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Sarah Banks While recognizing that the various components of the "NPM" have shifted over time, and are still shifting, I will use this term to refer to continuing trends towards marketization, the measurement of outcomes of welfare services and the regulation of welfare professionals. However, as time goes by in the UK and elsewhere, this concept may prove less useful in describing what is becoming a "New Public Austerity" ("NPA").3 ETHICS AND THE NEW PUBLIC MANAGEMENT I will now explore two ways of looking at the relationship between ethics and the New Public Management in social work. The first sees the growth of interest in ethics as a reaction against the worst excesses of the New Public Management; while the second sees the growth of interest in ethics as part of the trend towards New Public Management approaches. The growth of interest in ethics as progressive and critical of NPM 1. Reclaiming professional autonomy. Ethics has a focus on human agency ­ on individual moral agents making considered choices and taking right actions. In social work, this relates to social workers' professional autonomy and discretion in making judgements and decisions in accordance with their professional knowledge, experience and the values of social work. Social workers are not mere technicians or bureaucrats following rules. They have professional expertise and are committed to ethical practice. Social workers have the right, power and duty to promote what they regard as good and ethical practice and to challenge and resist inhumane, degrading and unjust practices and policies. 2. Claiming the rights of service users. Ethics in social work is about promoting and respecting the rights of service users to make their own decisions and/or to work in partnership with social workers. Core ethical values in social work include respecting the dignity of service users and respecting their rights and choices ­ as opposed to viewing them as problems to be solved, targets to be reached or consumers to be satisfied. 3. Reasserting the social justice mission of social work ­ bringing the political to the heart of ethics. Social justice is a core ethical value at the heart of social work. This includes a commitment to distributing welfare services fairly in accordance with need; the recognition of diversity and difference (e.g. in terms of gender, ethnicity or ability); and challenging oppressive power structures. It also entails questioning the power and interests of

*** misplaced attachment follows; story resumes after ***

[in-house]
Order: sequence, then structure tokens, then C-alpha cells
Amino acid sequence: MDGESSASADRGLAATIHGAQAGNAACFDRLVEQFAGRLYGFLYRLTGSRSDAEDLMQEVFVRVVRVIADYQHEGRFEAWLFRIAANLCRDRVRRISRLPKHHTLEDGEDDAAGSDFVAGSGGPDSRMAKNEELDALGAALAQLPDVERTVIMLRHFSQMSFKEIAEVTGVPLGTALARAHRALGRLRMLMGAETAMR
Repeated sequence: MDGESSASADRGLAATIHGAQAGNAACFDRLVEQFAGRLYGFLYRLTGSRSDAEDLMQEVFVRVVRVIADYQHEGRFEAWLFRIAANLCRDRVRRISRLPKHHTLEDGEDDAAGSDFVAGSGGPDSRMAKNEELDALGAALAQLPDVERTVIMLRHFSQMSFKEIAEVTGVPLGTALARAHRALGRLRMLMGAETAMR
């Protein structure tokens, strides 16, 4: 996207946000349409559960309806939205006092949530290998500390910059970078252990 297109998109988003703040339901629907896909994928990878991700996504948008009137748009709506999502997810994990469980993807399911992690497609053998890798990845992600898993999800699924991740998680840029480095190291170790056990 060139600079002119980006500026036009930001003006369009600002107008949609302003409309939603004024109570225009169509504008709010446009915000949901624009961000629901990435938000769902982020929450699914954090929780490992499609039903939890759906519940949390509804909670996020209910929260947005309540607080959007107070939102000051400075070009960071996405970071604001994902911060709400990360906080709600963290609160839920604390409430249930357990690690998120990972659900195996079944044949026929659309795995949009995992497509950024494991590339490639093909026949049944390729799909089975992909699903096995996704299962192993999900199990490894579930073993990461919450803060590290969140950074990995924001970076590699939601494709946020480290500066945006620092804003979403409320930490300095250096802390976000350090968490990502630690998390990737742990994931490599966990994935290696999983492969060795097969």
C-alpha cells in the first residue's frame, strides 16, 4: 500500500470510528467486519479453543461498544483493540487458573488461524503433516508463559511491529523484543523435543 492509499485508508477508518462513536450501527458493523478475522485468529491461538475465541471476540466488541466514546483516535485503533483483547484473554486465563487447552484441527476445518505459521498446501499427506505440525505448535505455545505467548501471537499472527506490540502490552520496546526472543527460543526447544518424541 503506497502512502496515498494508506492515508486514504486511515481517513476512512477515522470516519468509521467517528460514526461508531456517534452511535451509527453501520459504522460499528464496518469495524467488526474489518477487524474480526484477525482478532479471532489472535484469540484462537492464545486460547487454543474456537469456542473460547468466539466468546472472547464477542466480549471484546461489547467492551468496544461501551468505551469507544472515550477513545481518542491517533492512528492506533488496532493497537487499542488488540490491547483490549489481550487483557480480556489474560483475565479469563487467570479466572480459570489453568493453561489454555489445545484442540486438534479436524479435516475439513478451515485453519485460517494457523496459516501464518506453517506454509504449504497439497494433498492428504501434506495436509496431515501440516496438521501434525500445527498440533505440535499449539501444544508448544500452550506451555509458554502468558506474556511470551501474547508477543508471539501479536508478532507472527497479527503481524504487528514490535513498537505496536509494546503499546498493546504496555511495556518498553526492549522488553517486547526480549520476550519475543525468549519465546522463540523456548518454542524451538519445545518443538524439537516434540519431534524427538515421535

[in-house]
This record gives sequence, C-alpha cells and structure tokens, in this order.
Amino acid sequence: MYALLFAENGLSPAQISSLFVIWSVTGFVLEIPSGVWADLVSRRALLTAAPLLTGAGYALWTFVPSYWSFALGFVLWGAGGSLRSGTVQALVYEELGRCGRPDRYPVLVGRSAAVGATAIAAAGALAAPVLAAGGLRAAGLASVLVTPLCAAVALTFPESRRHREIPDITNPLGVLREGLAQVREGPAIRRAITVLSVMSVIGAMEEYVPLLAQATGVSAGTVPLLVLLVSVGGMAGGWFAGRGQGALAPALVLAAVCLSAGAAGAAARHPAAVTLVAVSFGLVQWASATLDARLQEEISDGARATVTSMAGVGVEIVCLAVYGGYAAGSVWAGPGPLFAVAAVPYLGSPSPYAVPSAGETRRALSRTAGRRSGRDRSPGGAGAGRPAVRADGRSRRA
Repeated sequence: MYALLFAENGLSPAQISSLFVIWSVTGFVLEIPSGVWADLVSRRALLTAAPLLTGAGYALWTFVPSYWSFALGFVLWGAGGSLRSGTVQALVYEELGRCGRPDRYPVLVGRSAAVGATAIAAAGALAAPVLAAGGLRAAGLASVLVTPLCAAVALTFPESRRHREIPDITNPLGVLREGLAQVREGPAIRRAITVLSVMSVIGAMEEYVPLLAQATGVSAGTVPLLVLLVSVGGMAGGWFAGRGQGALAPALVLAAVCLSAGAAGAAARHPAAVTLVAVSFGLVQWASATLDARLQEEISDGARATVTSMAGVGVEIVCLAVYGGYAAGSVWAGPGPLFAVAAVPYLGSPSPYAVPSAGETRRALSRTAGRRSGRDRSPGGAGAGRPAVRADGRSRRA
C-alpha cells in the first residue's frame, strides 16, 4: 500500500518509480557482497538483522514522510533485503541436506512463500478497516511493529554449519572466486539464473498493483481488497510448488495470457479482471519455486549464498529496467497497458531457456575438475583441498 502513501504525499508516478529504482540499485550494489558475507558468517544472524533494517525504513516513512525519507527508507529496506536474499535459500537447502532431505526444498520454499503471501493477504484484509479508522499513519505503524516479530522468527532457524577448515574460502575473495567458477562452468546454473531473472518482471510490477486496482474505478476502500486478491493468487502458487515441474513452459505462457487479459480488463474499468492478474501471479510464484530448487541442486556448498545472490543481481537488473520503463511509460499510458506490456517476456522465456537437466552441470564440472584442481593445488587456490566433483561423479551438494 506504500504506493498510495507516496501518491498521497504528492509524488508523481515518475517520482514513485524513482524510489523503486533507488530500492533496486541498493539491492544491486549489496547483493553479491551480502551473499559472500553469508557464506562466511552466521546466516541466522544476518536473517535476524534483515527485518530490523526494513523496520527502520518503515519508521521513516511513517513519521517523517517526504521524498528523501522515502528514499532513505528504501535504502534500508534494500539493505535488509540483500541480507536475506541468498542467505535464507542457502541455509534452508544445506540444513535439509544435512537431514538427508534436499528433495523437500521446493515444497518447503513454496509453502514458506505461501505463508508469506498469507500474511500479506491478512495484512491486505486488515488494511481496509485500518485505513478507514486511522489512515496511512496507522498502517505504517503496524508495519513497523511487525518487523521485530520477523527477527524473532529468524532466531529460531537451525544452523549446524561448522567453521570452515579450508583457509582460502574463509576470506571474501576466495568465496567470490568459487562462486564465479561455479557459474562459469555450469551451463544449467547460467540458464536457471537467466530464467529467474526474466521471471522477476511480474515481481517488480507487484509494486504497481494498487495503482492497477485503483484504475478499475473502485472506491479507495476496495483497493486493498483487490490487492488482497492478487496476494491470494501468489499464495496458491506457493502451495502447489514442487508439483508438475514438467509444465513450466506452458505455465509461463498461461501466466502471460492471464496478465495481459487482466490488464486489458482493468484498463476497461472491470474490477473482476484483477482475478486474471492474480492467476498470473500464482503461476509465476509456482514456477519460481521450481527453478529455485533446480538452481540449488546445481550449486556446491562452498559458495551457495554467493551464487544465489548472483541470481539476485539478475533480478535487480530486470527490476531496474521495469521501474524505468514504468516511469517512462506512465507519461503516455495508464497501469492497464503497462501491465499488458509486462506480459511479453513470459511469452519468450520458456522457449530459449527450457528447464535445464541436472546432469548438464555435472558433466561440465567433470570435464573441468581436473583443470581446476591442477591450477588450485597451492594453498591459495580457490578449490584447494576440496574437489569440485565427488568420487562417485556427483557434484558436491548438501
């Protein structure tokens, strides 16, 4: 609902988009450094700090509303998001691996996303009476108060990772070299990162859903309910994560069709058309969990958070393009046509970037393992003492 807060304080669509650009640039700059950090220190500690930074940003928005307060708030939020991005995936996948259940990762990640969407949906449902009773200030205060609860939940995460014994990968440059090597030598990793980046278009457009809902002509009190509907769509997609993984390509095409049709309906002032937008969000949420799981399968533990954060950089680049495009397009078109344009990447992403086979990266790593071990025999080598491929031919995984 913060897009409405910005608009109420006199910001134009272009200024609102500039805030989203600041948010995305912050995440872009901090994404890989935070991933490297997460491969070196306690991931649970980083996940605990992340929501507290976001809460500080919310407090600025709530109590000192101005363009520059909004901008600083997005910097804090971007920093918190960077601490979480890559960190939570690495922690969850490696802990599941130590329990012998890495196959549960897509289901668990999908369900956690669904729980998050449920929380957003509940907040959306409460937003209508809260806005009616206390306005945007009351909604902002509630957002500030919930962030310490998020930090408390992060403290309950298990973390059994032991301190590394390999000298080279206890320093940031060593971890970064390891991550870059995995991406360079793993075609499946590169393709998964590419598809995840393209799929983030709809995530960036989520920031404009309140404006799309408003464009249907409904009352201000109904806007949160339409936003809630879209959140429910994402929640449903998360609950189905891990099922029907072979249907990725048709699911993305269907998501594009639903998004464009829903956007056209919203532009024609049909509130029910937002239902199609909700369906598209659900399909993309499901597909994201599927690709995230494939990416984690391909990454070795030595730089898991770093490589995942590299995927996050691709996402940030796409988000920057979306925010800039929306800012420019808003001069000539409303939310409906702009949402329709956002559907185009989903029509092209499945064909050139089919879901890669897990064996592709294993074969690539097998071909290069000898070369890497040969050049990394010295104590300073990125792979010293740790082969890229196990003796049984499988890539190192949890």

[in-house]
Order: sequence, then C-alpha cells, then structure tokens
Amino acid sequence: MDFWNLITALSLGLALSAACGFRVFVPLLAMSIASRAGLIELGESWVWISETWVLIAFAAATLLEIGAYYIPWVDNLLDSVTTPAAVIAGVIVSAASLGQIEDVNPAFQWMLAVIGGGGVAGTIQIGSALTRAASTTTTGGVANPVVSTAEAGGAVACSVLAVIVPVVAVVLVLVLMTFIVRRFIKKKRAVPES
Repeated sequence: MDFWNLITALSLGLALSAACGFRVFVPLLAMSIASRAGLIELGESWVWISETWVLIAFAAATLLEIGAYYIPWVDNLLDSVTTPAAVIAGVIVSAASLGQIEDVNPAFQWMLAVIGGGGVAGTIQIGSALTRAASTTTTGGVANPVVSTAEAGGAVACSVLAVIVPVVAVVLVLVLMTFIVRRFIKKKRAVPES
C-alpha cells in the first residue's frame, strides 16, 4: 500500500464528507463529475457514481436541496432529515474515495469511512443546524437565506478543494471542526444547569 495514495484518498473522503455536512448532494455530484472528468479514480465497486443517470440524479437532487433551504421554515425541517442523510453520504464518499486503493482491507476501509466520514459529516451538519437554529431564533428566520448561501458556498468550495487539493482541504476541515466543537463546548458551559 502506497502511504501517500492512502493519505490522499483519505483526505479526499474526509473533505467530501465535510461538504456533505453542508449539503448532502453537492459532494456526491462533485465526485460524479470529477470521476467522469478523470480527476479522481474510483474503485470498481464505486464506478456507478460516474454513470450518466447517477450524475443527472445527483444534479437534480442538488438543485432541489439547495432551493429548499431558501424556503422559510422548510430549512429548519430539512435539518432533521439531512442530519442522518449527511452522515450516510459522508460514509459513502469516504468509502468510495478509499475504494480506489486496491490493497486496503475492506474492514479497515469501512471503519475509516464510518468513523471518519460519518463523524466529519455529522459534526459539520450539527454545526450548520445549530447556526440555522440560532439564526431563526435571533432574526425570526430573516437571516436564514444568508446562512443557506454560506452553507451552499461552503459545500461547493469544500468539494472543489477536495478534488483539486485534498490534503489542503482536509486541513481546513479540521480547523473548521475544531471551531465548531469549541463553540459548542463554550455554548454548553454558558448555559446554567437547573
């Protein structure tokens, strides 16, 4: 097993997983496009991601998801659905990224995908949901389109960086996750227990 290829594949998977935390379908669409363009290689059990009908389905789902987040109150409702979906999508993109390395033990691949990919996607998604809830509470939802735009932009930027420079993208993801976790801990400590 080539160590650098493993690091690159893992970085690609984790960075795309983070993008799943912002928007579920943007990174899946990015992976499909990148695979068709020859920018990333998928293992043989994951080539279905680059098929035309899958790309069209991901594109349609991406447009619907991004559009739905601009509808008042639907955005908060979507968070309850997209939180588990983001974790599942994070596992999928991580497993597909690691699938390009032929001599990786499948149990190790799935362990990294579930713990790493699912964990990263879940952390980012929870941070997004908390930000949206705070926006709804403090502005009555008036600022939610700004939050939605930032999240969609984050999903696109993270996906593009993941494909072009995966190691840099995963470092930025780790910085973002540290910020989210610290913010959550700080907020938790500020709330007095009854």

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ETHICS IN AN AGE OF AUSTERITY: SOCIAL WORK AND THE EVOLVING NEW PUBLIC MANAGEMENT governments, public service employers, private corporations and social workers themselves that cause them to ignore or accept inequalities and oppression. These values may sometimes be branded as "political", but I would see them as "ethico-political". 4. Reconfiguring professional ethics ­ bringing the personal back into social work ethics. Ethics is about the person (moral agent) and inter-personal relationships, as well as actions and abstract principles. Much of the recent literature on social work ethics includes reference to virtue ethics and the ethics of care. Some theorists argue for a reframing of professional ethics to focus on the moral qualities, commitments and motivations of social workers, or on the nature of the caring relationship between worker and service users. These approaches highlight the importance of empathy, compassion and care, and build on the traditional concern of social work with valuing each individual person in the context of their particular lives, hopes and aspirations. The growth of interest in ethics as regressive and compliant with NPM 1. Developing more regulatory codes of ethics. Professional ethics is often strongly associated with codes of ethics. As already noted, codes of ethics are getting longer and offering more detailed guidance about what to do in particular circumstances. They are sometimes ­ but not always ­ used for disciplinary purposes (in cases of misconduct by social workers). This can be seen as a response to the low public esteem in which social workers are held and as a way of attempting to ensure social workers do not bring the profession into disrepute. It also suggests that social workers need guidance in relation to small details of their work and hence raises doubts about the degree to which they can and should exercise professional discretion. For example, the newly revised Australian Association of Social Workers' code has a special section called "Responsibilities in particular contexts". This runs to five pages, with four sub-sections, the last of which covers "remote service delivery". One of the five responsibilities listed in this section is: "Social workers will maintain up to date anti-virus, anti-spyware and firewall programs" (Australian Association of Social Workers, 2010, p. 39). Other duties include password protection and storage, and backing up computers. The responsibilities or standards listed in the professional codes of ethics are sometimes presented in the introductions to the codes as "guidance" (National Association of Social Workers, 2008). However, the way they are framed ("social workers should ...") suggests a strong expectation that these guiding standards should be followed. In the Australian code they are actually referred to as "ethical